12,152 research outputs found

    Chevron's seismic survey, USAID's Nishorgo project, the Lawachara National Park of Bangladesh: a critical review

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    The paper mainly reviews the USAID-funded Nishorgo project which is an environmental project undertaken for the conservation of the officially declared protected areas of Bangladesh. This project is based on a co-management approach having the major features of Public-Private Partnership arrangements. Both state and non-state actors including the local communities are the participants in the project. However, the operation of this project coincides with the business interests of the US-based multinational company- Chevron in the project sites. In fact, it conducted a seismic survey in the Lawachhara forest areas of north-eastern Bangladesh. But the survey raised a public controversy as it violated the municipal laws of the country on wildlife conservation. This paper takes a Gramscian perspective to review the two different but related MNC and donor projects. In this regard, the first project of seismic survey provides a case study for the analysis of Chevron’s operation in Bangladesh, while the second project reviews USAID sponsored Nishorgo. Based on field works, interviews, and content analysis of local newspapers, this paper finds that both projects appear to have some other purposes which are largely related to the economic interests of the USA. In both cases, members of the local public and private agencies appear to partner with their international cohorts, and neglect the genuine responsibility of conserving the forests, thus further complicating the principles of public-private partnership empirically

    Dyeing studies with henna and madder: A research on effect of tin (II) chloride mordant

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    The present paper deals with the application of natural dyes extracted from powdered henna (Lawsonia inermis) leaves and madder (Rubia cordifolia) roots on woolen yarn and assessment of effect of stannous chloride mordant on dyeability, color characteristics, fastness properties and antifungal activity of dyed woolen yarn. Sixteen shades have been developed for the characterization of their color characteristics and fastness properties. The color strength (K/S value) has been found to be very good in all dyed woolen yarn samples. The color fastness with respect to light exposure, washing and rubbing was quite satisfactory for both henna as well as madder dyed samples. Henna leaves extract was found very effective against Candida glabrata both in solution as well as after application on wool substrate but no antifungal activity is reported in case of madder both in solution as well as on wool substrate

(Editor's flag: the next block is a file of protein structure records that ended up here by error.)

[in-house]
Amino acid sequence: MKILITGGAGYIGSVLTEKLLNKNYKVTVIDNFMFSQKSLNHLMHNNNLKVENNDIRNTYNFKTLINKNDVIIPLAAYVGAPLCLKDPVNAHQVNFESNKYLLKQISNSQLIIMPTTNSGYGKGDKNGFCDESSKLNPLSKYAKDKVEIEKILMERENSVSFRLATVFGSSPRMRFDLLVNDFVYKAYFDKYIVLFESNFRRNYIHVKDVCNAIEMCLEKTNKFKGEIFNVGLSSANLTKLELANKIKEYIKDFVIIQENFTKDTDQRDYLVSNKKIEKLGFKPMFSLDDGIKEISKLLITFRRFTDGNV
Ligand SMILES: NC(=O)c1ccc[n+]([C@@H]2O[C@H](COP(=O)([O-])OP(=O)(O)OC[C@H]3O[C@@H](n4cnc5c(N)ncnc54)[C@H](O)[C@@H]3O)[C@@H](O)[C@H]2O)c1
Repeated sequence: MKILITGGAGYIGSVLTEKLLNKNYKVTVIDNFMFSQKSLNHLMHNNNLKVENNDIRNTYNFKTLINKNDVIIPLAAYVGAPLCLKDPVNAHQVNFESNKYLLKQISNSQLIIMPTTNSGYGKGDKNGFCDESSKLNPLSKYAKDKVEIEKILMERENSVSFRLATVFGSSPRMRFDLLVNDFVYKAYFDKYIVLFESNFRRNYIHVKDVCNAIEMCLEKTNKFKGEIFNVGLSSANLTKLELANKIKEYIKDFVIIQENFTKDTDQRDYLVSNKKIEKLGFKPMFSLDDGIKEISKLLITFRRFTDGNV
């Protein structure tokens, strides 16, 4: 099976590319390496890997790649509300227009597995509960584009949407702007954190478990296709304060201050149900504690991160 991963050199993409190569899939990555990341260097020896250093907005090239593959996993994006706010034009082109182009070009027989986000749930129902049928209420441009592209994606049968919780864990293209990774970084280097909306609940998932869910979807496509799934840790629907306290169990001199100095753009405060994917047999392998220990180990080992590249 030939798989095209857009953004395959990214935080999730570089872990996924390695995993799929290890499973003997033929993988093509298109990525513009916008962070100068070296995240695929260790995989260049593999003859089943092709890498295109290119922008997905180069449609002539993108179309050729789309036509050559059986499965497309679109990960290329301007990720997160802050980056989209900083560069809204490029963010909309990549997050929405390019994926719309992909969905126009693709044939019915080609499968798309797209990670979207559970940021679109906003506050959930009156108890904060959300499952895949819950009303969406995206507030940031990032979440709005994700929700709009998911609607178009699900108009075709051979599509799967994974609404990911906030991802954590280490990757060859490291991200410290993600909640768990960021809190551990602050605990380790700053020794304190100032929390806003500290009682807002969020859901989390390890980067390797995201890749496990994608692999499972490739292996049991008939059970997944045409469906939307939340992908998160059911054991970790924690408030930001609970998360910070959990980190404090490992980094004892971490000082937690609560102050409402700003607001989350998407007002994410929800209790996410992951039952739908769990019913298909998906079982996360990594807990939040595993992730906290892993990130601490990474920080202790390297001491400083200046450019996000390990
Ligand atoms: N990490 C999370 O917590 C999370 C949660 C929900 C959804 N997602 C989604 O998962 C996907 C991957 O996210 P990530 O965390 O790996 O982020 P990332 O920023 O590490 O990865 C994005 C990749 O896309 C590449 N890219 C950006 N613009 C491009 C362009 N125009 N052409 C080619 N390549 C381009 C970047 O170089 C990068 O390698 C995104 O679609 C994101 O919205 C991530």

WATER MANAGEMENT IN BANGLADESH AGRICULTURE: OPTIMAL USE AND INVESTMENT POLICIES FOR ADAPTATION TO CLIMATE CHANGE

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    In Bangladesh, climatic change is likely to impact significantly upon surface and groundwater availability, as well as in other countries. The population of Bangladesh is projected to be double the current 2010 level by 2050. Demand for water will rise with the increasing demand for rice. This paper considers the optimal demand management of irrigation water with stochastic supply under climate change for a 3-year planning horizon. It also identifies the utilization of irrigation water from surface water sources to maximize the expected net social return from rice production. This is done by considering decision on dam release for rice production with reference to climate change. A stochastic dynamic programming model is developed for analyzing the levels and timing of the allocation of surface water for irrigation. The objective is to find the optimal dam release for irrigation which results in the maximum expected present value of the stream of annual net social return from rice production for the 3 years from 2012 to 2014. Net social return in a year consists of the value of rice consumed, measured by consumers’ willingness to pay for rice, less the total cost of rice production. The paper also identifies the need for irrigation infrastructure and determines the optimal investment policies for the adaptation to climate change in Bangladesh agriculture.climate change, dam release, dynamic programming, Environmental Economics and Policy,

    Comparison of Hematological and Inflammatory Markers to Predict Outcome in Covid-19 in 1st and 4th Wave